By Angela Johns, PhD
Overview of Psoriasis
Psoriasis is an autoimmune skin condition where fast growing skin cells causes red scaly patches to appear on the skin. These patches normally appear on elbows, knees, scalp and lower back. In some cases the patches are itchy and sore. The cause is unknown but it is believed that the makeup of your genes plays a major role.
There is no cure for psoriasis, but a range of treatments such as Vitamin D cream are available to help with the symptoms of sore and itchy skin. In most cases a cream or an ointment is used. However, for some individuals, these general treatments are not enough to relieve symptoms.
Can Cannabis help my psoriasis?
There are over 80 compounds known as ‘cannabinoids’ that can be extracted from the cannabis plant (Cannabis sativa). Cannabinoids have been made into topical treatments such as creams or ointments and have been used by people suffering from skin conditions with reported success of alleviating symptoms.
One of the studies reviewed looked at a range of skin conditions where itching and inflamed sore skin are symptoms(1). After patients used the cannabinoid cream, they found that pain from itching and inflammation was reduced. The medicated cream is absorbed through your skin and is known as a topical application which means that the cream is absorbed by your skin locally and does not affect your whole body. Topical cannabis creams do not produce a ‘high’ and so you will not get side effects associated with this ‘high” feeling.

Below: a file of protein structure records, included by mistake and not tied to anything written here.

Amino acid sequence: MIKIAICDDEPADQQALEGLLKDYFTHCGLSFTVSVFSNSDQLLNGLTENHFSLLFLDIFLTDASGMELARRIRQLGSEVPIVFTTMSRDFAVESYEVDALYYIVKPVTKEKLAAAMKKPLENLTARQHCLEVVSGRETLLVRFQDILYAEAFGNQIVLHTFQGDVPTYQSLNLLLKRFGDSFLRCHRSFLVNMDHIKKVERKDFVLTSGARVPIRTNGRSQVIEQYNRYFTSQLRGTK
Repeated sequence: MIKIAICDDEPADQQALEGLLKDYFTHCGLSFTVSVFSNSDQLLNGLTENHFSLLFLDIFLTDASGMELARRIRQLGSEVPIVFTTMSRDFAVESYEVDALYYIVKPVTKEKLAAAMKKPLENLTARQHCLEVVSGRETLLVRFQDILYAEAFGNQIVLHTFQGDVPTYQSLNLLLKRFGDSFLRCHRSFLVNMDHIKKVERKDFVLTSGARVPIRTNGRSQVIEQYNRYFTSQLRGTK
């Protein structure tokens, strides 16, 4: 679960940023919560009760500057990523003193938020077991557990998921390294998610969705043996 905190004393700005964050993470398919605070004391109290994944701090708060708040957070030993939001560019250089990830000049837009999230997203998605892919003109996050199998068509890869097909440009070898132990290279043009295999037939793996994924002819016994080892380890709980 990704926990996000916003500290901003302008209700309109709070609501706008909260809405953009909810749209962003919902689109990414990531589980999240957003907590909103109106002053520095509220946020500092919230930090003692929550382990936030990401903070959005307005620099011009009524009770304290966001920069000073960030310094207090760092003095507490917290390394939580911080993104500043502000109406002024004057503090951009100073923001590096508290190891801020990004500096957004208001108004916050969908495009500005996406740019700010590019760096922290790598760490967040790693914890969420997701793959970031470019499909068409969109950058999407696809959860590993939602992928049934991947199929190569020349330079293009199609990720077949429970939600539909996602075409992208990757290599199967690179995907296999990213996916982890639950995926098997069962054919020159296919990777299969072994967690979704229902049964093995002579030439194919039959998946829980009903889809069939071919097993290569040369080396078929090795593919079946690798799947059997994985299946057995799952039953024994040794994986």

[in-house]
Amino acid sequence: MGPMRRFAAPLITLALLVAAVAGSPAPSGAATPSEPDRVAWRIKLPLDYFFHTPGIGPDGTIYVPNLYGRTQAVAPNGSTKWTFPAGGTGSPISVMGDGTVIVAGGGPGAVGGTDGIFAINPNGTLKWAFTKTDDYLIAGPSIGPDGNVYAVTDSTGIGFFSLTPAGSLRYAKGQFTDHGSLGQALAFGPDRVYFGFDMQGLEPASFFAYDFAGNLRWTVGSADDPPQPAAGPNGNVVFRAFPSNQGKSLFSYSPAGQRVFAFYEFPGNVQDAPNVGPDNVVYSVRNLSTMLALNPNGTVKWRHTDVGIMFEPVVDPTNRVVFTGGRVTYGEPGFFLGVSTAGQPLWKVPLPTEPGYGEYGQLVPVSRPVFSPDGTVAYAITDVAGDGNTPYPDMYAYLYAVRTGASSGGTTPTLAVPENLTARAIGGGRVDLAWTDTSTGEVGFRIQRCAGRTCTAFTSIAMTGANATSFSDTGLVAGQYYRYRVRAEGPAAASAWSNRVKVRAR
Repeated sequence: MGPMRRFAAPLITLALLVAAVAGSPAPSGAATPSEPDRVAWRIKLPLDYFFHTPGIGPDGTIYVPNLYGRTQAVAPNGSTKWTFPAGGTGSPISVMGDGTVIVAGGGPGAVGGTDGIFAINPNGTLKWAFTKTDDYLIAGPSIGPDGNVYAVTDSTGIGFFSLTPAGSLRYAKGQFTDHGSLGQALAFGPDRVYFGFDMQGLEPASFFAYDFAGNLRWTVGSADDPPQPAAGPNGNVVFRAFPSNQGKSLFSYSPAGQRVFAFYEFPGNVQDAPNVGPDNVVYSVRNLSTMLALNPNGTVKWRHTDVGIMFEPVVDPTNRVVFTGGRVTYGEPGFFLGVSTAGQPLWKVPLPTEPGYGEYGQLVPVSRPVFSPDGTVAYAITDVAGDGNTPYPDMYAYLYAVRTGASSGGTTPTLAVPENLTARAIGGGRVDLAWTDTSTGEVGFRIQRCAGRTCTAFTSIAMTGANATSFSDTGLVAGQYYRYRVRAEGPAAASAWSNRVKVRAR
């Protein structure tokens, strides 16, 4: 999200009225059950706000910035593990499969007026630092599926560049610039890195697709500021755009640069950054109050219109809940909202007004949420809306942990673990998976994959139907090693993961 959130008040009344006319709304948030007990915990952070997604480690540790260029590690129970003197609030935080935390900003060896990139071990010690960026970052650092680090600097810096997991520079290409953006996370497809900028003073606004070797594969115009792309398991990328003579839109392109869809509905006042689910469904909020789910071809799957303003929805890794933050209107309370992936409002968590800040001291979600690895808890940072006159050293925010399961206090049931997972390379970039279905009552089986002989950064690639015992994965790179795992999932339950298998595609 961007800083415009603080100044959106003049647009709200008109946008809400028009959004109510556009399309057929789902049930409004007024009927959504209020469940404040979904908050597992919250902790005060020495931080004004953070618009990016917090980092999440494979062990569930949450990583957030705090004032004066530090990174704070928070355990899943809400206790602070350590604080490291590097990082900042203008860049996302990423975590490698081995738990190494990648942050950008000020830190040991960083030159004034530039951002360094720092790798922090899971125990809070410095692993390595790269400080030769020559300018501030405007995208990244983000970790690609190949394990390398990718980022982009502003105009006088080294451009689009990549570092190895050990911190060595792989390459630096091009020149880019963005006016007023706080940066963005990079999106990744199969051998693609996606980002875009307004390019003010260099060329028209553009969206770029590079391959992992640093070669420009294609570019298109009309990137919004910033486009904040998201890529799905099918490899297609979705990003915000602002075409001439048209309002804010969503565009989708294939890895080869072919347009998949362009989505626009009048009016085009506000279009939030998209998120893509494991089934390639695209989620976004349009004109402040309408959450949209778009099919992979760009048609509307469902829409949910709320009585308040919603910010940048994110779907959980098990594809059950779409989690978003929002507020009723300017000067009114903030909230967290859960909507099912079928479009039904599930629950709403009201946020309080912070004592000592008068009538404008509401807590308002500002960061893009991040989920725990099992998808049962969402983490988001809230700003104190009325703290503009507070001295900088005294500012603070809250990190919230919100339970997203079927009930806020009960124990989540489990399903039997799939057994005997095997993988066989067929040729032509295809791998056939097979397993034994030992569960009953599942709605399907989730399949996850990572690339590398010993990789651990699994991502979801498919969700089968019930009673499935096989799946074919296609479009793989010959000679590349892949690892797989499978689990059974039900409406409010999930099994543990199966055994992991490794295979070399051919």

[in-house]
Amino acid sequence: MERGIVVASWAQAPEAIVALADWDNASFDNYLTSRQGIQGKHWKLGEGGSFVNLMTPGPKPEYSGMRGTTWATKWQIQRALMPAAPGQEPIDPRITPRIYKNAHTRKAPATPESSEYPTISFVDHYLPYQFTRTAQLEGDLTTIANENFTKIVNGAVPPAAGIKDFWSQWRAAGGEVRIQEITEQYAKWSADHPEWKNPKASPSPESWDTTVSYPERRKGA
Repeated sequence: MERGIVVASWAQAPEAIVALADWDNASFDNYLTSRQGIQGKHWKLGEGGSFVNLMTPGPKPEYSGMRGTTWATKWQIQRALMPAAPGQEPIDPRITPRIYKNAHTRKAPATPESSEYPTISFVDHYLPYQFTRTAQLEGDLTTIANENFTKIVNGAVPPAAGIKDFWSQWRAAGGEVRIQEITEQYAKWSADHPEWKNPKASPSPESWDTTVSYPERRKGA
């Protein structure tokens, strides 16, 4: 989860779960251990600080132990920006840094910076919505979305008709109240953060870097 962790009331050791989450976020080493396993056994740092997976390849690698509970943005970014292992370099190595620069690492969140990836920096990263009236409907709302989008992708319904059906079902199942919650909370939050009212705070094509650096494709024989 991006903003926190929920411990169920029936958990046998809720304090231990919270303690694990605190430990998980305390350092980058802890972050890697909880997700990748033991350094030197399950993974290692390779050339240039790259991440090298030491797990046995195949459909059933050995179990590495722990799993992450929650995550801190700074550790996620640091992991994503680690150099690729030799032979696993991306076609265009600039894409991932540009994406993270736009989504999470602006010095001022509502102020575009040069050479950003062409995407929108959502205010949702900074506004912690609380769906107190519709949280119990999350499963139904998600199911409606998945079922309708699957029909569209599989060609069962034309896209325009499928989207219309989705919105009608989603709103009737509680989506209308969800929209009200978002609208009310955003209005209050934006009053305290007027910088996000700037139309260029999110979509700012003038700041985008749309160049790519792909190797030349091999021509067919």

Additionally, a company based in Israel announced in late 2017 that they have developed a cannabinoid cream that has been approved for use in a clinical trial specifically for sufferers of psoriasis. Initially, the cream will be tried on healthy volunteers to determine the safety of the formulation. As soon as approval is attained, the cream will then be tried on individuals with psoriasis. This is encouraging news.
The use of medical cannabis in Australia is now legal and in over half of the US states. This helps tremendously with future research as more researchers can access the cannabis plants and its active ingredients to find out more about how it works.
If your current treatments are not working then speak to your doctor about asking when topical cannabinoid treatments will become available in Australia and how to access them. The use of medicinal cannabis in Australia is only for individuals with painful and chronic (long term) conditions and it should be noted that strict rules and regulations surrounding the use of medicinal cannabis remain in place, meaning not just anyone can access it.
1. Mounessa JS, Siegel JA, Dunnick CA, Dellavalle RP. The role of cannabinoids in dermatology. J Am Acad Dermatol. 2017;77(1):188-90.